An Economy Behind the Canal

THE CANAL’S ECONOMIC HEFT PUSHES THE ECONOMY FORWARD, WITH THE GDP HAVING GROWN AT A RATE OF 6% IN THE LAST 10 YEARS

Tourism, finance and, naturally, logistics and trade: Panama’s growing economy is founded on these sectors. After registering steady growth for years, they have turned the country’s location in Central America into an advantage, succeeding it placing it among the ranks of wealthy economies.
Since 2000, Panama’s gross domestic product (GDP) has grown by an average of 6.8% a year, a trend that should be repeated this year. By 2020, it could reach an average of 8% a year, according to the World Bank.

The secret behind this boom is Panama’s ability to have recovered from a severe crisis in the 1990s to build an economy based almost entirely on services - a model followed by Singapore.
This development has also benefited from the revenue generated by the Canal. In the last three years, 12,000 ships have sailed through its waters, carrying an average 63 million TEUs (twenty-foot equivalent units) a year. As a result, the Panama Canal Authority has received $2 billion every year. In 2015, it reached a peak of $2.5 billion. After labor and management costs related to the functioning of the canal, the Authority transfers to the government an average of $1 billion every year. This significant impact on the country’s economy is destined to triple with the opening of the new Canal, reaching $6 billion a year.

The Canal, through which passes 3% of global trade, as well as the country’s strategic location and historic ties to the United States have caught the attention of international investors, especially in recent years. In 2014, the latest available figures from the World Bank show how foreign direct investment in Panama reached $5.2 billion after growing in a sustained way since 2010 when the amount had reached $2.5 billion.

 

Panama
 

Another role that Panama has cut out for itself is as an international financial centre, becoming the third most important in Latin America after Brazil and Mexico. It hosts 90 banks, 40 of which are international.
In construction, the sector is expected to contract in 2016 and 2017 after expenditures have been mostly focused on the expansion of the Canal. From 2018, it is seen growing again as the government focuses on spending on infrastructure. Growth will come from big transportation projects, among which an ambitious plan to have nine metro lines in the city. Lines 2 is under construction for $2.2 billion, while another $2 billion is to be spent this year.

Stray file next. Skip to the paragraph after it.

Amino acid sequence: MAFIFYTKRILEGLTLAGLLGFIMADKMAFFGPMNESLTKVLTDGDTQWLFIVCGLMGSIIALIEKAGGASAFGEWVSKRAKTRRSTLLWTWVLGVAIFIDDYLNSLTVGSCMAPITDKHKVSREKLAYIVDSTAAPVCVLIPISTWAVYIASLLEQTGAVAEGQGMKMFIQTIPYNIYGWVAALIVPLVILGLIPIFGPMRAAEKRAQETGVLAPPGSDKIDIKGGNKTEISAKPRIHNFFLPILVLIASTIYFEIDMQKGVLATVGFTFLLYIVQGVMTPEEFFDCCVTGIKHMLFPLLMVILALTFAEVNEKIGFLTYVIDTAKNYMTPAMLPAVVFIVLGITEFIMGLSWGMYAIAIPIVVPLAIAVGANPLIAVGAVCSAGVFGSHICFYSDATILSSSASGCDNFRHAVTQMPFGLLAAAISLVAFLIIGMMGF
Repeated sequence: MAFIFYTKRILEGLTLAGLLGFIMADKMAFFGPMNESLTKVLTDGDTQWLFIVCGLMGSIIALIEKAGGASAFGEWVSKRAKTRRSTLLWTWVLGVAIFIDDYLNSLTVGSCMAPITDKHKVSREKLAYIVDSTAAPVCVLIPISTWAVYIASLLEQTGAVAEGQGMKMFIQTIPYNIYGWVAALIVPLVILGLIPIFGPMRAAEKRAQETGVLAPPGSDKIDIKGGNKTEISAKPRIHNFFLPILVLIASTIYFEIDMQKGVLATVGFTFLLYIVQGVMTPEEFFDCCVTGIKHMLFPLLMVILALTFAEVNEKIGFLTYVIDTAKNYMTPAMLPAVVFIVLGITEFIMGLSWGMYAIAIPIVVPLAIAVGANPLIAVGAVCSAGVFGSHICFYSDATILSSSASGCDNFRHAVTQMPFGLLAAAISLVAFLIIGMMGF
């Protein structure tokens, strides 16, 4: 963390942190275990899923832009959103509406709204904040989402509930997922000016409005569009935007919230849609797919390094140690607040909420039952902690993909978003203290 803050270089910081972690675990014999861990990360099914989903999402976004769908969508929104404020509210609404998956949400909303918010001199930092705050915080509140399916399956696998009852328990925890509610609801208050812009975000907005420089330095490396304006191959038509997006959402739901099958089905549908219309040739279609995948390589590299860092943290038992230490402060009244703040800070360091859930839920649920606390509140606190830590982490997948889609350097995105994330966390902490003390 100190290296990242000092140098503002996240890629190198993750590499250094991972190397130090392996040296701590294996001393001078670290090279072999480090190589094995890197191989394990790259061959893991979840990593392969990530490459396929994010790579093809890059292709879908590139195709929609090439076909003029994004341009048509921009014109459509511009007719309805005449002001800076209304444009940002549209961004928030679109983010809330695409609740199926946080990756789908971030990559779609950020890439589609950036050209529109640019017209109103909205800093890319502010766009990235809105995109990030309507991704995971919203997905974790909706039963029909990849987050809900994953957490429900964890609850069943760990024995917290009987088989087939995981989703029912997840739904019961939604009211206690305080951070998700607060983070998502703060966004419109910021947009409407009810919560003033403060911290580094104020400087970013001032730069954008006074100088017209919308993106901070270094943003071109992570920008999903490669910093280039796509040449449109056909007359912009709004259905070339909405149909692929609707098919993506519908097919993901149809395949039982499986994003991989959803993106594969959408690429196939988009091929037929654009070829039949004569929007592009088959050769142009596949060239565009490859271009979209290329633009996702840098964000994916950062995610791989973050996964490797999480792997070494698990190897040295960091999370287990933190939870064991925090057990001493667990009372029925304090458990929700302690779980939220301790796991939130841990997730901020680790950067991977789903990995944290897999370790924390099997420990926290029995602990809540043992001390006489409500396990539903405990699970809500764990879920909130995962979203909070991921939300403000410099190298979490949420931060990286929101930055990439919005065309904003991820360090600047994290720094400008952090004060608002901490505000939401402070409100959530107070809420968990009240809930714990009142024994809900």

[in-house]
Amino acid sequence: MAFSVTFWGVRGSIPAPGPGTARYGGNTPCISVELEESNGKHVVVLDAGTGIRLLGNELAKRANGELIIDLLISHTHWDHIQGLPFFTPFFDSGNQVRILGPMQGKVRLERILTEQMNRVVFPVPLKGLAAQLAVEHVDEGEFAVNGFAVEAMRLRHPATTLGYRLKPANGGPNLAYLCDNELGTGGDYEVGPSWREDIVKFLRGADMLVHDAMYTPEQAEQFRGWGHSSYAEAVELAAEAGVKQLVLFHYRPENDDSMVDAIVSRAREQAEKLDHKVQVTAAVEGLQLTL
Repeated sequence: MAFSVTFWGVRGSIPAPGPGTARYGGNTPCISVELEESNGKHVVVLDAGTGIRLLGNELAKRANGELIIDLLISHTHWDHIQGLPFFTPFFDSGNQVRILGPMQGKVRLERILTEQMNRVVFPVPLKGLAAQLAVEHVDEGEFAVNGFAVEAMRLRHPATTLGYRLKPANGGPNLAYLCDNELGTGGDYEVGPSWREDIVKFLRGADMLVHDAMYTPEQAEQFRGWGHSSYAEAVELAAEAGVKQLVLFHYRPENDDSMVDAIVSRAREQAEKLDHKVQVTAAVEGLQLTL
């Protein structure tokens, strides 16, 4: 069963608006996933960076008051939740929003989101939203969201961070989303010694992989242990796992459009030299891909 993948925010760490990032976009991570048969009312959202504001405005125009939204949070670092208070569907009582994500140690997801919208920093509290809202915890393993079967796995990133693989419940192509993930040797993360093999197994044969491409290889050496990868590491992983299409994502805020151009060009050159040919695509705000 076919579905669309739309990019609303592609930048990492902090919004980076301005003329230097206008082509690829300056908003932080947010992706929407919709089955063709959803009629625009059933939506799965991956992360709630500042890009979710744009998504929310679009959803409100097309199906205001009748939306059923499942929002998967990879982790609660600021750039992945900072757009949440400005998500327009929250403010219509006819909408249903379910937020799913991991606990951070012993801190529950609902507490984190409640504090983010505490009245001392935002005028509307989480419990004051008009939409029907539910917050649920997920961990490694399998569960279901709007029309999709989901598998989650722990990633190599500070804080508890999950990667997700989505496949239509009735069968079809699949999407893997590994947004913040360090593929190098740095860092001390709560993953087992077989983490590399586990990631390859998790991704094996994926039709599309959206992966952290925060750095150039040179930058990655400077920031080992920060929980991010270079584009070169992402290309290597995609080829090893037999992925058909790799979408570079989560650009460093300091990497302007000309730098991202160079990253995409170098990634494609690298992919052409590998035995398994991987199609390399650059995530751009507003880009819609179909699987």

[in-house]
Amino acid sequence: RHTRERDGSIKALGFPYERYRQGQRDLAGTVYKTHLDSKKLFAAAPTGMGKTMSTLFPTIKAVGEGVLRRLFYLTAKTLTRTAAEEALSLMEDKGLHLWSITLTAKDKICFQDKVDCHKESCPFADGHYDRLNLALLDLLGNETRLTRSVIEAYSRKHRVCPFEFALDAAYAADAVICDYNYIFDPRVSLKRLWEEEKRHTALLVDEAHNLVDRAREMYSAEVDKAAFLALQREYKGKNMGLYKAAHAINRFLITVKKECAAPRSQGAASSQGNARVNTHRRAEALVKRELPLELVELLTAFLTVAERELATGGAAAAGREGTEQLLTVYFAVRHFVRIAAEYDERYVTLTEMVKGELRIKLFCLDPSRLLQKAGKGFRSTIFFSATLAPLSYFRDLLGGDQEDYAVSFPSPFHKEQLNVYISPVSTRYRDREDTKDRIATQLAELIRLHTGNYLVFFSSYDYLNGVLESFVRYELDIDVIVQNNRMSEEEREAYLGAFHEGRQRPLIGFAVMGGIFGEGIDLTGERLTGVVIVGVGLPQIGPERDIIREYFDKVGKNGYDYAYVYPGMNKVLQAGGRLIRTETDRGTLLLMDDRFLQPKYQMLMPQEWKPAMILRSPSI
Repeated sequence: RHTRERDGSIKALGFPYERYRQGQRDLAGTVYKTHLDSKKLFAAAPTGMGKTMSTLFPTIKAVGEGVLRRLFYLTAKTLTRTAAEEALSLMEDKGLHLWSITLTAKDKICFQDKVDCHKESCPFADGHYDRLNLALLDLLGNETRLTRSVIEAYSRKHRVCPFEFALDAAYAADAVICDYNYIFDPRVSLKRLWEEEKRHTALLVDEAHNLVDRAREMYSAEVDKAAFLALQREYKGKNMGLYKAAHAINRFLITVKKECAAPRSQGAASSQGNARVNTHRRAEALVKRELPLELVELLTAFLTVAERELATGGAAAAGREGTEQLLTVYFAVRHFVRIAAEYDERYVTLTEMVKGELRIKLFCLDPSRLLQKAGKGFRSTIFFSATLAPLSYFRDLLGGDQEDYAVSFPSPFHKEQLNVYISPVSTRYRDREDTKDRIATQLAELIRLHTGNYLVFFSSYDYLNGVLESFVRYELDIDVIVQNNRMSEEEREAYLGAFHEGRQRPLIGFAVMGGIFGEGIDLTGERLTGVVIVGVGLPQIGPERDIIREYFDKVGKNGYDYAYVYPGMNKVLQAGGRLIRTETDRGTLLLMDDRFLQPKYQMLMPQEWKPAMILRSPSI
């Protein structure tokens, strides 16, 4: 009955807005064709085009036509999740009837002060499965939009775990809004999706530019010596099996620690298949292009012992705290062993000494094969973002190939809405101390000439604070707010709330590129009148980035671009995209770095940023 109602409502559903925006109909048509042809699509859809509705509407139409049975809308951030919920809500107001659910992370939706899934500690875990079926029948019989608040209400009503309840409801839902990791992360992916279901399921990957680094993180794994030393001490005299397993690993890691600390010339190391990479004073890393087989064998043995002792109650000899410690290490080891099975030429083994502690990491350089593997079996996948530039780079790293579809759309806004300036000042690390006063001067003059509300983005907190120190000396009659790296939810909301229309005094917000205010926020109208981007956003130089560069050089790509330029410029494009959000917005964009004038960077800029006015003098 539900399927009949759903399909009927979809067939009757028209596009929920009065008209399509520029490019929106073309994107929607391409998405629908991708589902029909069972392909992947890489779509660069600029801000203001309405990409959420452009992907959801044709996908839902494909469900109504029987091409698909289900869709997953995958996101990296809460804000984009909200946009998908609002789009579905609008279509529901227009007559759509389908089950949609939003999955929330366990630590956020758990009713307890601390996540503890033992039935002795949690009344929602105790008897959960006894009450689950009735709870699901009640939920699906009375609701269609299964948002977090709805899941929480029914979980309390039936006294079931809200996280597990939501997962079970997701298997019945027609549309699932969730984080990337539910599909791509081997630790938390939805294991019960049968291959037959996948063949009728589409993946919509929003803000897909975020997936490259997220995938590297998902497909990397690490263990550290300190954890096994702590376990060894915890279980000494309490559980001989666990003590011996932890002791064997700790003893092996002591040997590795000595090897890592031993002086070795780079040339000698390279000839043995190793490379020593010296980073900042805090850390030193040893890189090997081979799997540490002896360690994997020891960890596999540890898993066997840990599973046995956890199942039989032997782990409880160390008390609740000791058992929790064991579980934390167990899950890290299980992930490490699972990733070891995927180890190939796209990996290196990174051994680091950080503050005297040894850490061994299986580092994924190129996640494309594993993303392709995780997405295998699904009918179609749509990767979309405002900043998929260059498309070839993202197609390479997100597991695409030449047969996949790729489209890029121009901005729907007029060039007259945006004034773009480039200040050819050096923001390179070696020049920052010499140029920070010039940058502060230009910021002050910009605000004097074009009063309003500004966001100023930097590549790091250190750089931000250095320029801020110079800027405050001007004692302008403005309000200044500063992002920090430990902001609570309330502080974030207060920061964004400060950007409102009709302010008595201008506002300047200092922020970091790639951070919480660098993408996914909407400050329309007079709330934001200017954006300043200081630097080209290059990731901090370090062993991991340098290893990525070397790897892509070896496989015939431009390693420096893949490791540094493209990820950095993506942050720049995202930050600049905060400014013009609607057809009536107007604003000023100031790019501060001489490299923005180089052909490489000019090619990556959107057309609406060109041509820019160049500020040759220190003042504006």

The development of the port’s modern infrastructure alongside the Canal will also be an engine of growth, what with the PSA terminal project of $400 million begun in late 2015 and a series of other projects under construction.
Then there is tourism, one of the country’s strengths given its cultural and geographic vicinity to the United States. The Tourism Authority of Panama has calculated that in 2015 the sector generated $5.3 billion, or $2,000 per tourist. For the same year, the number of tourists reached 2.5 million, up 10.8% from the prior year. Visitors are coming from all over the world: the United States, Mexico, Brazil, Peru and even Europe and Asia. Many of them do not leave Panama without first having visited the canal.

All photos of “The New Panama Canal” Special Issue are copyrighted: Copyright © Edoardo Montaina by Salini-Impregilo

PANAMA’S GDP WILL LIKELY KEEP GROWING UNTIL 2020 AT AN ANNUAL AVERAGE RATE OF 8%, THE WORLD BANK SAYS

IN THE LAST THREE YEARS, 12,000 SHIPS HAVE SAILED THE WATERS OF THE CANAL, CARRYING 63 MILLION TEUS A YEAR ON AVERAGE

THE PANAMA CANAL AUTHORITY RECEIVES ABOUT $2 BILLION A YEAR, HAVING HIT A PEAK OF $2.5 BILLION IN 2015

IN 2014, DIRECT FOREIGN INVESTMENT IN PANAMA TOTALED $5.2 BILLION

Read the articles of the Special Issue

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